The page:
"Observing" implies looking at a specific object or area for a prolonged period specifically for purposes of observation, with the purpose of looking specifically being to obtain information about the thing being observed without necessarily either judging it or interfering with it.[5] "Watching" implies a similar prolonged focus, but can also imply looking at something in a distracted or absentminded manner, such as watching television.[3]

"Gaping" and "gawking" also indicate prolonged acts of looking, but suggest that the person doing the looking is so mentally distracted by the subject being observed that they become unaware of their own conduct. At the extreme, rubbernecking is the physical act of craning one's neck, performed in order to get a better view,[15] and has been described as a human trait that is associated with morbid curiosity.[16] "Ogling" is an "impertinent" form of staring "often in a way that indicates improper interest".[13]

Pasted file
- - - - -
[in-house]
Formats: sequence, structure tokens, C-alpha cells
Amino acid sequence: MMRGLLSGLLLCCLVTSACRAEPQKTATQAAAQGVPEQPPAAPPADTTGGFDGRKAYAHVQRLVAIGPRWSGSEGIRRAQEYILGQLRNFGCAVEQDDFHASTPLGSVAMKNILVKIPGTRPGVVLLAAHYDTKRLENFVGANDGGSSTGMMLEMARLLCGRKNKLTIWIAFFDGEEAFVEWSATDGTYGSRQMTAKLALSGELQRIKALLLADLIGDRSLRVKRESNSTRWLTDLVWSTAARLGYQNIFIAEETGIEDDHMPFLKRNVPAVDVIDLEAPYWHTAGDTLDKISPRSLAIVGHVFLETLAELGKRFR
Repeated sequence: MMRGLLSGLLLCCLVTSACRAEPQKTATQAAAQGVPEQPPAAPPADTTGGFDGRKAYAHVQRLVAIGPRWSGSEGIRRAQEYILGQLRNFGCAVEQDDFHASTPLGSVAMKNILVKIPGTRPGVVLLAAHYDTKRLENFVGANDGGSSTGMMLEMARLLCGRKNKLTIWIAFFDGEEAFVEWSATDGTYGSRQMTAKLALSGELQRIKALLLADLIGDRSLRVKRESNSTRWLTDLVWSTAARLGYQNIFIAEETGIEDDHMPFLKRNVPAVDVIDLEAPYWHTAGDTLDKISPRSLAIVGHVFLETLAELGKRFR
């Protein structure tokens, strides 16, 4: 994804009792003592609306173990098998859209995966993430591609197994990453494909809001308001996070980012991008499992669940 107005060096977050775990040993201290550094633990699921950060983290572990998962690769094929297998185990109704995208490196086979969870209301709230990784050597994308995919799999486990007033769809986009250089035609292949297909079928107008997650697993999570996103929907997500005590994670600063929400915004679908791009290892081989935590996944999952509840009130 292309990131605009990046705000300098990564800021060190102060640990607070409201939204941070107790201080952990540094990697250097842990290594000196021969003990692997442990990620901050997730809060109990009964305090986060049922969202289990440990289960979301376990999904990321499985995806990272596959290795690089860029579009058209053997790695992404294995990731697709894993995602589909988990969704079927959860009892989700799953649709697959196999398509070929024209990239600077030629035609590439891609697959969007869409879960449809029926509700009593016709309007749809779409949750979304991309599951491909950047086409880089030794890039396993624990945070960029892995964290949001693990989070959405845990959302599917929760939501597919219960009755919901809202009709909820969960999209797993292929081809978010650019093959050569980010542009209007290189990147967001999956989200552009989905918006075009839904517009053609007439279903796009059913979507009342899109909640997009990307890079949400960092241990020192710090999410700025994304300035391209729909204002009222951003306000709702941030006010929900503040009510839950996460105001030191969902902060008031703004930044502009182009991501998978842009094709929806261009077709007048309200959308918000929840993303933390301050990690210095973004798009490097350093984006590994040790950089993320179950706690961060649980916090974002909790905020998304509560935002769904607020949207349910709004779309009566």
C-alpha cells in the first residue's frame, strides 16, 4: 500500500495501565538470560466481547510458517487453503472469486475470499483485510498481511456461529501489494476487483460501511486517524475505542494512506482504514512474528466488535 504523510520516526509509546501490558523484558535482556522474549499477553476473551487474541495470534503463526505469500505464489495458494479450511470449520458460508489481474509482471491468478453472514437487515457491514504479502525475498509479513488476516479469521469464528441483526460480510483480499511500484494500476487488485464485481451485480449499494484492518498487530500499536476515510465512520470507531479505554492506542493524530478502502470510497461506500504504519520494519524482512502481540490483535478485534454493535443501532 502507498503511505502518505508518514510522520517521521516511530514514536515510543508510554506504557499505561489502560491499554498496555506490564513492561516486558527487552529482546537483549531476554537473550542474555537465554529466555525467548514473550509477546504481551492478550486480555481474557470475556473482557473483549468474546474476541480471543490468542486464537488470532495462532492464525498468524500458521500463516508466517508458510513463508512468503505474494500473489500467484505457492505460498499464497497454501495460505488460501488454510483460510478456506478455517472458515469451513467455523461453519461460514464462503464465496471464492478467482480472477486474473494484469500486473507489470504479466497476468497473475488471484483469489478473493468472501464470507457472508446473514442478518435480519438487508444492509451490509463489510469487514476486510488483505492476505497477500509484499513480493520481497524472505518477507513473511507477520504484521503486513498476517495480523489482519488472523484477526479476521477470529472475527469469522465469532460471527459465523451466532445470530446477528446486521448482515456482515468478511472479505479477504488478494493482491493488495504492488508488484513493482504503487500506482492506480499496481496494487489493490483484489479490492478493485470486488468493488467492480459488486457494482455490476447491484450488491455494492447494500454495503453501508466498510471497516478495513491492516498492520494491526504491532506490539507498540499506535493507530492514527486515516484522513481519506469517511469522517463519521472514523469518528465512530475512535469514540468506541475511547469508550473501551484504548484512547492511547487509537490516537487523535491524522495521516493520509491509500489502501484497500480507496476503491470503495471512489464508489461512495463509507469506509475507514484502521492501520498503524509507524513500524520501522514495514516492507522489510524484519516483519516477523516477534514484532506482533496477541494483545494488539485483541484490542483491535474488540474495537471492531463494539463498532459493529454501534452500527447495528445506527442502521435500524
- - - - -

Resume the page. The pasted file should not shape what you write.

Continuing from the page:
Looking in quick, subtle, or hidden ways

A number of troponyms exist to illustrate kinds of looking that are either intentionally or unconsciously done in a quick, subtle, or hidden way.

"Glancing" and "glimpsing" are terms that imply looking at things in a subtle way, or seeing things very briefly before they move out of the range of vision. Although the two are often confused, a glance is more commonly a quick movement of the eye, whereas a glimpse is more often a result of the object being watched quickly moving out of sight.[17] "Scanning" suggests quickly looking over an area "to get a general impression", accomplished "by rapidly noting one point after another".[4] Glance appeared with its current meaning prior to 1450, from Old French glacer or glacier, a reference to the quick movement of slipping on ice.[17] Glimpse appeared as a noun with its current meaning in 1580, from Middle Englishglimsen, and as a verb in 1779, although it was originally associated with seeing bright or shiny things.[17] Playwright Eugene O'Neill was fond of using glance as a stage direction.[17]